Quick return mechanism stress analysis

In summary: You will see that the beam is not a simple straight line, but a curved line. The linkage is a beam that is curved and attached at three points. The pivot point is at the center of the beam, the end points are at the two ends of the beam. The beam is attached at the pivot point to the slide and to the tool holder. The load is distributed over the entire length of the beam. The linkage was a beam that was curved and attached at three points. The pivot point was at the center of the beam, the end points were at the two ends of the beam. The beam was attached at the pivot point to the slide and to the tool holder. The load was distributed over the
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TL;DR Summary
How to perform analytical stress analysis of a quick return mechanism?
Hi,

I wonder how to approach stress analysis of quick return mechanism used in shaper machines (see the diagram below):

mechanizm strugarki.JPG


The first issue is: which moment in the working process of this mechanism should be used for analysis (when will the mechanism experience largest loads)? So far I assumed that it will happen with maximum extension of the tool (like in the picture above).

The second issue is: how to simplify this mechanism for analytical stress calculations (I can use FEA but it's not what I want to achieve now)? My current idea is to treat this red arm as a beam supported at two points and assume that the mechanism is subjected only to reaction force from the tool that presses on the workpiece:

mechanizm strugarki 2.jpg


Is this approach correct? Or should I do it differently - if yes then how? And what about the remaining parts of the mechanism - how to analyze them in terms of strength?

I've searched the literature but I've only found kinematic studies of such mechanisms. Nothing about stress analyses.

Thanks in advance for your help.
 
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  • #2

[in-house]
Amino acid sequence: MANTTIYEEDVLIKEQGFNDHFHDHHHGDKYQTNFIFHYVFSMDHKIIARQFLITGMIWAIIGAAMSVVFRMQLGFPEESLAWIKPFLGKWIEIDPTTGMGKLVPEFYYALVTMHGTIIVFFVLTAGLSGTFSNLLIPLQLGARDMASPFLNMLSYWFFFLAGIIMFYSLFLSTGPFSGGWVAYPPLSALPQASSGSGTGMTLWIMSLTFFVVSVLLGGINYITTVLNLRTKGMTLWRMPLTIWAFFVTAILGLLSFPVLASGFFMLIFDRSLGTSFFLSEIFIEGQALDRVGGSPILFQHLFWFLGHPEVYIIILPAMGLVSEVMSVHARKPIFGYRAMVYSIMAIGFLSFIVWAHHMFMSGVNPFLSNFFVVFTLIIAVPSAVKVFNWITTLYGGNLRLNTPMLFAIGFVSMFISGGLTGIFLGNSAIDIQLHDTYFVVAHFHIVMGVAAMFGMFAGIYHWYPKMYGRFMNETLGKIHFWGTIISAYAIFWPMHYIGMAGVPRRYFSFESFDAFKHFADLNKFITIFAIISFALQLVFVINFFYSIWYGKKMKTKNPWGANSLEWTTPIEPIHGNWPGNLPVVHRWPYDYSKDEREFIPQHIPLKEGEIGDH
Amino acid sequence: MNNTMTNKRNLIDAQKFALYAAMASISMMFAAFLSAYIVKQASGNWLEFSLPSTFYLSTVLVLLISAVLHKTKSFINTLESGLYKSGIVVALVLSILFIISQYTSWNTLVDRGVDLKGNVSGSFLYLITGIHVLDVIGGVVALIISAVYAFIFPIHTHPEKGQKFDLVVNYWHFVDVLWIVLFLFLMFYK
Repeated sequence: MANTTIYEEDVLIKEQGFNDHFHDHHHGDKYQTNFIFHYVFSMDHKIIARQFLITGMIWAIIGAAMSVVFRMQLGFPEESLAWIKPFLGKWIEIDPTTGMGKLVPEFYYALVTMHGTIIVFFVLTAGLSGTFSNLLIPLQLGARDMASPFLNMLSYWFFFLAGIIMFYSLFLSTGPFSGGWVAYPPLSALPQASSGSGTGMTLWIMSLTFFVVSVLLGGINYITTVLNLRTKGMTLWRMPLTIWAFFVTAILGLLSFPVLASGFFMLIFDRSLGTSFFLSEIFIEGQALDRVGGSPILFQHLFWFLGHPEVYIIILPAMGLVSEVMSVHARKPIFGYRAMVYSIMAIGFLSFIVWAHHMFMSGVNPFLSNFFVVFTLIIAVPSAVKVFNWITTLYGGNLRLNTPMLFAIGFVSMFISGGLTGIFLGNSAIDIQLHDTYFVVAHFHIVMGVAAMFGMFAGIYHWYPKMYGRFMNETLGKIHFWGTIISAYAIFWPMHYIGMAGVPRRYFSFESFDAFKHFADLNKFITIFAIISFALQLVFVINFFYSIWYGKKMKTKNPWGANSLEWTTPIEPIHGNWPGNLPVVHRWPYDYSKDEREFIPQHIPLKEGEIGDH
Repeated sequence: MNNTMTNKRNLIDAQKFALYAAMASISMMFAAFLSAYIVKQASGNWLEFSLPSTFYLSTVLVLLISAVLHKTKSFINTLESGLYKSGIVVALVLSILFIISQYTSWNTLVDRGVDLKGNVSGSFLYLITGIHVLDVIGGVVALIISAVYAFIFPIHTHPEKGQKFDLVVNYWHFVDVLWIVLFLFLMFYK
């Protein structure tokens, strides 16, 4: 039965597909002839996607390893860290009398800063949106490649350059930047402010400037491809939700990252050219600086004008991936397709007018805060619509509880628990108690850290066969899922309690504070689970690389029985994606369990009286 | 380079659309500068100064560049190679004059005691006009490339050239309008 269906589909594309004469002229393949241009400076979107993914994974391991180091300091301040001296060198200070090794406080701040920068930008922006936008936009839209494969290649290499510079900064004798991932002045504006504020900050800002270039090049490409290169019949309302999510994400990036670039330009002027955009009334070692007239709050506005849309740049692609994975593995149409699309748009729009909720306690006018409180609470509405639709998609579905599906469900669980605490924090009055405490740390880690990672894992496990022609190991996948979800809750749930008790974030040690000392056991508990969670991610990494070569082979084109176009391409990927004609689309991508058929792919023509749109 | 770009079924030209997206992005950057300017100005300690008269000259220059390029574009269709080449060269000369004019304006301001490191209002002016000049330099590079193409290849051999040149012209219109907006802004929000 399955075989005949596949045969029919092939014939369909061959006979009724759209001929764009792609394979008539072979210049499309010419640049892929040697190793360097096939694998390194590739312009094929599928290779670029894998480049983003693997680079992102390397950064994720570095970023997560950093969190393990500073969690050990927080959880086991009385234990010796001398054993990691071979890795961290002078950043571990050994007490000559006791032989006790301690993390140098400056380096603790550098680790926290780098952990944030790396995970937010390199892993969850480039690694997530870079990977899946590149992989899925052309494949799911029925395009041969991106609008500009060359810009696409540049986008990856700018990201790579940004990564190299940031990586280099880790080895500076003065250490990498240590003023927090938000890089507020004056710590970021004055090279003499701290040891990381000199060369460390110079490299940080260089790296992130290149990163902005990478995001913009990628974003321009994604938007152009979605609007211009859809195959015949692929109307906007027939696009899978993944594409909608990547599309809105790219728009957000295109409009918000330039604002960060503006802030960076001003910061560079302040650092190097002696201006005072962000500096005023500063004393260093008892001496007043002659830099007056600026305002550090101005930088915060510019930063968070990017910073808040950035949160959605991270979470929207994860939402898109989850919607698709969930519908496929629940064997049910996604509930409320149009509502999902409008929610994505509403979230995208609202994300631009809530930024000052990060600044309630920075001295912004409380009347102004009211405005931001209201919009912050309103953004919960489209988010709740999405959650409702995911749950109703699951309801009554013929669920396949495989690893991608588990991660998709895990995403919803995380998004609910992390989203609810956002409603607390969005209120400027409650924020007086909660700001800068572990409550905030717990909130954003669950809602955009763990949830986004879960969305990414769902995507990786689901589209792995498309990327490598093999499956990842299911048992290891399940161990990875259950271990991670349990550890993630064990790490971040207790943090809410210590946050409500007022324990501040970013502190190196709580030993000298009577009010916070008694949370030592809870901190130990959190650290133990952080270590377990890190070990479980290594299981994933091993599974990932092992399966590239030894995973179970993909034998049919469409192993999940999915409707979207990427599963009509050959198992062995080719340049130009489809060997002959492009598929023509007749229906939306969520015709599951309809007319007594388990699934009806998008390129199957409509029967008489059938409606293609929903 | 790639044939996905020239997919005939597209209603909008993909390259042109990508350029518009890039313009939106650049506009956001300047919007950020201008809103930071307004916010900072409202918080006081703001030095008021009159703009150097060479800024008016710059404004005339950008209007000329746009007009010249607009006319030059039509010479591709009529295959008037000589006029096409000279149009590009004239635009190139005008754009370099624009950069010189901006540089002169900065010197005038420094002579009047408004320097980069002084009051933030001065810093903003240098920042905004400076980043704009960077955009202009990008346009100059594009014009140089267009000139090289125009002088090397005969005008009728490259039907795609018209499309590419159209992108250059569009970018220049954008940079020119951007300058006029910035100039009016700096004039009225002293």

This approach is incomplete. The acceleration force on the slide and tool holder is most likely much larger than the cutting force. A rough estimate of the cutting force is the cutting area times the yield strength of the material. The cutting area is ##t_0## times the cut width (distance into the screen) in the figure below.

The kinematics calculations will give the slide acceleration vs crankshaft position. The point of peak acceleration is not necessarily the point of peak stress in the red arm, so do some checking there. A full analysis will check the stresses in the entire red arm over a range of crankshaft positions because the point of peak stress is not obvious. Also bearing loads, stresses, and sliding velocity (for PV calculations).
Cutting.jpg

The figure is from Manufacturing Processes for Engineering Materials by Serope Kalpakjian, first edition. This book is currently in its sixth edition: https://www.amazon.com/dp/0134290550/?tag=pfamazon01-20. Highly recommended for usability and readability.
 
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  • #3
FEAnalyst said:
I wonder how to approach stress analysis of quick return mechanism used in shaper machines (see the diagram below):
Machines such as a shaper or planer that move a single cutting tool over a fixed work piece, have insignificant tool forces compared to the force required to accelerate and travel the tool holder along the tight ways lubricated with slideway oil. Most of those machines were replaced half a century ago by rotating multi-tooth cutters in milling machines.

The original shapers employed a linkage that survived. It was not a simple beam, but it evolved to a profile that did not fail when in use. Take a look at the profile of a real beam and the way it is coupled at the three reference points.
 
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